p53 and NF-κB are two key effectors in the chemotherapy-induced genotoxic response. Although p53 is a universal inducer of apoptotosis in many stress responses, including the genotoxic response, the role of nuclear factor (NF)-κB is not consistent and was reported to both counteract and mediate apoptosis. Although the reason for the apparent contradictory effects of NF-κB is not understood, it may partly be related to the reported cross-regulation of NF-κB and p53. Thus far, all studies exploring the cross-talk between p53 and NF-κB in conjunction with apoptosis have been performed in tissue-cultured cells and may therefore not faithfully represent conditions that prevail within a chemotherapy-subjected organism. To address this concern, we examined the respective roles of NF-κB and p53 in a liver model of doxorubicin-induced DNA damage. Using this animal model, we report that NF-κB is activated in response to doxorubicin-induced genotoxic stress and exerts a pronounced protective effect in opposing chemotherapy-induced tissue damage. Importantly, the activation of NF-κB occurs independently of p53 status. Furthermore, although p53 is also induced in this in vivo system, its induction is independent of NF-κB and does not contribute to the extent of tissue damage. These findings may have important implications with respect to the potential use of NF-κB modulators in cancer therapy.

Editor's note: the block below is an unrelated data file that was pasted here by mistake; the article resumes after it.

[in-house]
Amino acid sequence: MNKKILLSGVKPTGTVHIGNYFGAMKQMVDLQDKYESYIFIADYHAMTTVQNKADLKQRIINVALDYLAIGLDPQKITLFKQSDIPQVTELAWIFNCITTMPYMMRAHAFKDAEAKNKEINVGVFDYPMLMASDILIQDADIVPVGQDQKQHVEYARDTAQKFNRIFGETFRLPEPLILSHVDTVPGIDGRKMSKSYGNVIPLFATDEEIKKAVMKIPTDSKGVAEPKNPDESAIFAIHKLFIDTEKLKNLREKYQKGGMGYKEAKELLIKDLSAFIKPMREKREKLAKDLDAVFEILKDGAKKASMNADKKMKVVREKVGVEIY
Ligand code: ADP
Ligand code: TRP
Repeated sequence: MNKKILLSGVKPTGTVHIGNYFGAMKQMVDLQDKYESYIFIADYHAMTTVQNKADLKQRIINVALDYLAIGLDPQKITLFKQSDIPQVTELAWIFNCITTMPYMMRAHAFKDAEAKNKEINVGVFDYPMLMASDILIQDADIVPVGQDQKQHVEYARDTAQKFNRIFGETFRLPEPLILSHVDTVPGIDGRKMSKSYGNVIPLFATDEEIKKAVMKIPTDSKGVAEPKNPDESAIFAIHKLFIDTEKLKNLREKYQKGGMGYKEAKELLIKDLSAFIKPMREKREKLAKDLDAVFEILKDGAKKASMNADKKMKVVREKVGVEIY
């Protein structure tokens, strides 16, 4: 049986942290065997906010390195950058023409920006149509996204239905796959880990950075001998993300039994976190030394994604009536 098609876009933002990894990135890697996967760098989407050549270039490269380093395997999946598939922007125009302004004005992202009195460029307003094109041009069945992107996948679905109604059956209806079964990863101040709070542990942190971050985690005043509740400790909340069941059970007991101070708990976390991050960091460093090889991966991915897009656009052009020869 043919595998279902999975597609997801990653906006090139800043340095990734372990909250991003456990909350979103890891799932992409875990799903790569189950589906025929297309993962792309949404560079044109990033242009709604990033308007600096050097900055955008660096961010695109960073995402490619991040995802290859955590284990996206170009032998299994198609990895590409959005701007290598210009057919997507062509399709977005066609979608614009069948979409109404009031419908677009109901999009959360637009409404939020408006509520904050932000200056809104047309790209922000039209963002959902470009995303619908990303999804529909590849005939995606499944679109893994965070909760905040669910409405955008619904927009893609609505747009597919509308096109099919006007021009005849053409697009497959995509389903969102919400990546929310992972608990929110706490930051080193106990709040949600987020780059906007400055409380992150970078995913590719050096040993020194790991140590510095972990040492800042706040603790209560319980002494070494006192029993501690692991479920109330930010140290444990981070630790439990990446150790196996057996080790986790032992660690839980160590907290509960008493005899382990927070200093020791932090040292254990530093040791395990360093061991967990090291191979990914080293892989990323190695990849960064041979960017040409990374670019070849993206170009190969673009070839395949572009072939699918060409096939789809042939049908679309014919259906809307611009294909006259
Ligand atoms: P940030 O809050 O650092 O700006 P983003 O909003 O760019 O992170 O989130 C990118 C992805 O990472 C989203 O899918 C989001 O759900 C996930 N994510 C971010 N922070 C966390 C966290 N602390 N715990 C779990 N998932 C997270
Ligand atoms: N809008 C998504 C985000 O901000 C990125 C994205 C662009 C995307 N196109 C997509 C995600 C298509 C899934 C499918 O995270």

|Original language||American English|
|Number of pages||6|
|State||Published - 1 Jan 2003|